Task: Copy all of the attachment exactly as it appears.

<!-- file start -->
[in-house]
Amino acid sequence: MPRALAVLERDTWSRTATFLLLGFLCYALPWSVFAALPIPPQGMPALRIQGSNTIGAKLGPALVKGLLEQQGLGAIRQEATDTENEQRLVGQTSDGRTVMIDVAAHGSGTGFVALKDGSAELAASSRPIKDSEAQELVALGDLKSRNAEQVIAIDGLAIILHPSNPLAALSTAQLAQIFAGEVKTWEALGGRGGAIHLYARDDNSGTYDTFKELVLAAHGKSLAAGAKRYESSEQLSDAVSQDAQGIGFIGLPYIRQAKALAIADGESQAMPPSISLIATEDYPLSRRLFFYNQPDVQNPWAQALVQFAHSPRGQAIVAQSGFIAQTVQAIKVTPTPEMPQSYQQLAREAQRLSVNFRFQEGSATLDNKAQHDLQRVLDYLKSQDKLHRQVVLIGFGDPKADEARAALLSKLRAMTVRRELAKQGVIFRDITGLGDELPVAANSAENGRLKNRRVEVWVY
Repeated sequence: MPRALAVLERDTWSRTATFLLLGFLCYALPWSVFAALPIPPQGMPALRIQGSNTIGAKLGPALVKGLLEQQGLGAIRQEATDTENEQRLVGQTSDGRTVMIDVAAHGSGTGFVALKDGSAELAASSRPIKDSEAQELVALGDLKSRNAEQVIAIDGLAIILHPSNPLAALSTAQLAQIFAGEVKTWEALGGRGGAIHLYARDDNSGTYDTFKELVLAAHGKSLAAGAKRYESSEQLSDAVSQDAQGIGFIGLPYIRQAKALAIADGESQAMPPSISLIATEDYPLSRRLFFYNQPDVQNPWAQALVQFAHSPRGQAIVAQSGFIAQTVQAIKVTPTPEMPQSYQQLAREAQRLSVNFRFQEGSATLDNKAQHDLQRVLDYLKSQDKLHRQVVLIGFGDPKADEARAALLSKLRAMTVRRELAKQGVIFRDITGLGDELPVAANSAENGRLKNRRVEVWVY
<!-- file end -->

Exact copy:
[in-house]
Amino acid sequence: MPRALAVLERDTWSRTATFLLLGFLCYALPWSVFAALPIPPQGMPALRIQGSNTIGAKLGPALVKGLLEQQGLGAIRQEATDTENEQRLVGQTSDGRTVMIDVAAHGSGTGFVALKDGSAELAASSRPIKDSEAQELVALGDLKSRNAEQVIAIDGLAIILHPSNPLAALSTAQLAQIFAGEVKTWEALGGRGGAIHLYARDDNSGTYDTFKELVLAAHGKSLAAGAKRYESSEQLSDAVSQDAQGIGFIGLPYIRQAKALAIADGESQAMPPSISLIATEDYPLSRRLFFYNQPDVQNPWAQALVQFAHSPRGQAIVAQSGFIAQTVQAIKVTPTPEMPQSYQQLAREAQRLSVNFRFQEGSATLDNKAQHDLQRVLDYLKSQDKLHRQVVLIGFGDPKADEARAALLSKLRAMTVRRELAKQGVIFRDITGLGDELPVAANSAENGRLKNRRVEVWVY
Repeated sequence: MPRALAVLERDTWSRTATFLLLGFLCYALPWSVFAALPIPPQGMPALRIQGSNTIGAKLGPALVKGLLEQQGLGAIRQEATDTENEQRLVGQTSDGRTVMIDVAAHGSGTGFVALKDGSAELAASSRPIKDSEAQELVALGDLKSRNAEQVIAIDGLAIILHPSNPLAALSTAQLAQIFAGEVKTWEALGGRGGAIHLYARDDNSGTYDTFKELVLAAHGKSLAAGAKRYESSEQLSDAVSQDAQGIGFIGLPYIRQAKALAIADGESQAMPPSISLIATEDYPLSRRLFFYNQPDVQNPWAQALVQFAHSPRGQAIVAQSGFIAQTVQAIKVTPTPEMPQSYQQLAREAQRLSVNFRFQEGSATLDNKAQHDLQRVLDYLKSQDKLHRQVVLIGFGDPKADEARAALLSKLRAMTVRRELAKQGVIFRDITGLGDELPVAANSAENGRLKNRRVEVWVY